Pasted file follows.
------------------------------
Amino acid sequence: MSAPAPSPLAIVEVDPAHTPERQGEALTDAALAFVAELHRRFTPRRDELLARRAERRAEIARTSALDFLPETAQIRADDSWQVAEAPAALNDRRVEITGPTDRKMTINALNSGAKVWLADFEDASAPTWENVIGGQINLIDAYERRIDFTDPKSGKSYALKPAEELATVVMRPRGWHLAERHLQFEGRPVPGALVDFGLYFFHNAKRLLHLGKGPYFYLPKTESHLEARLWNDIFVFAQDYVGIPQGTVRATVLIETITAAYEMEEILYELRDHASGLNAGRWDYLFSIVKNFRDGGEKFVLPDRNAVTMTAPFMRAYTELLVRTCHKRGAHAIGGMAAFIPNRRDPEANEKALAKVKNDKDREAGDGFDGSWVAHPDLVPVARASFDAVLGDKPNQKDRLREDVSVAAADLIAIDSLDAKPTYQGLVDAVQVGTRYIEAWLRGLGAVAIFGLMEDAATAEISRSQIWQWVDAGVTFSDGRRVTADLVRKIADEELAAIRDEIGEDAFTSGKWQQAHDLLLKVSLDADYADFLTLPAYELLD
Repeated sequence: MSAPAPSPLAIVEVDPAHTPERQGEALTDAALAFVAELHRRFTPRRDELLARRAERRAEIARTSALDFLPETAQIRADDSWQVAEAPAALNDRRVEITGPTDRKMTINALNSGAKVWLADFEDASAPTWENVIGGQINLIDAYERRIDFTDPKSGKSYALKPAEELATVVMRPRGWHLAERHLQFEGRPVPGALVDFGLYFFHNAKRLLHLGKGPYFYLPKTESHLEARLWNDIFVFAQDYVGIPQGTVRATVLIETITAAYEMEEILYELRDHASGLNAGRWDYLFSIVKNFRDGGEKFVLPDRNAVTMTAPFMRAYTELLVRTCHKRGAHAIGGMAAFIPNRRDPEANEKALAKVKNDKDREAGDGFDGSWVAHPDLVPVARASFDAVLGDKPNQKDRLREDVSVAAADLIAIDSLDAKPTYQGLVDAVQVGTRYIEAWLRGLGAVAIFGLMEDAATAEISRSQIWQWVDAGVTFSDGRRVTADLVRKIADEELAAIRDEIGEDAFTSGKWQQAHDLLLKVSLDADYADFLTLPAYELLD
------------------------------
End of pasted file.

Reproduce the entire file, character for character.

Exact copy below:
Amino acid sequence: MSAPAPSPLAIVEVDPAHTPERQGEALTDAALAFVAELHRRFTPRRDELLARRAERRAEIARTSALDFLPETAQIRADDSWQVAEAPAALNDRRVEITGPTDRKMTINALNSGAKVWLADFEDASAPTWENVIGGQINLIDAYERRIDFTDPKSGKSYALKPAEELATVVMRPRGWHLAERHLQFEGRPVPGALVDFGLYFFHNAKRLLHLGKGPYFYLPKTESHLEARLWNDIFVFAQDYVGIPQGTVRATVLIETITAAYEMEEILYELRDHASGLNAGRWDYLFSIVKNFRDGGEKFVLPDRNAVTMTAPFMRAYTELLVRTCHKRGAHAIGGMAAFIPNRRDPEANEKALAKVKNDKDREAGDGFDGSWVAHPDLVPVARASFDAVLGDKPNQKDRLREDVSVAAADLIAIDSLDAKPTYQGLVDAVQVGTRYIEAWLRGLGAVAIFGLMEDAATAEISRSQIWQWVDAGVTFSDGRRVTADLVRKIADEELAAIRDEIGEDAFTSGKWQQAHDLLLKVSLDADYADFLTLPAYELLD
Repeated sequence: MSAPAPSPLAIVEVDPAHTPERQGEALTDAALAFVAELHRRFTPRRDELLARRAERRAEIARTSALDFLPETAQIRADDSWQVAEAPAALNDRRVEITGPTDRKMTINALNSGAKVWLADFEDASAPTWENVIGGQINLIDAYERRIDFTDPKSGKSYALKPAEELATVVMRPRGWHLAERHLQFEGRPVPGALVDFGLYFFHNAKRLLHLGKGPYFYLPKTESHLEARLWNDIFVFAQDYVGIPQGTVRATVLIETITAAYEMEEILYELRDHASGLNAGRWDYLFSIVKNFRDGGEKFVLPDRNAVTMTAPFMRAYTELLVRTCHKRGAHAIGGMAAFIPNRRDPEANEKALAKVKNDKDREAGDGFDGSWVAHPDLVPVARASFDAVLGDKPNQKDRLREDVSVAAADLIAIDSLDAKPTYQGLVDAVQVGTRYIEAWLRGLGAVAIFGLMEDAATAEISRSQIWQWVDAGVTFSDGRRVTADLVRKIADEELAAIRDEIGEDAFTSGKWQQAHDLLLKVSLDADYADFLTLPAYELLD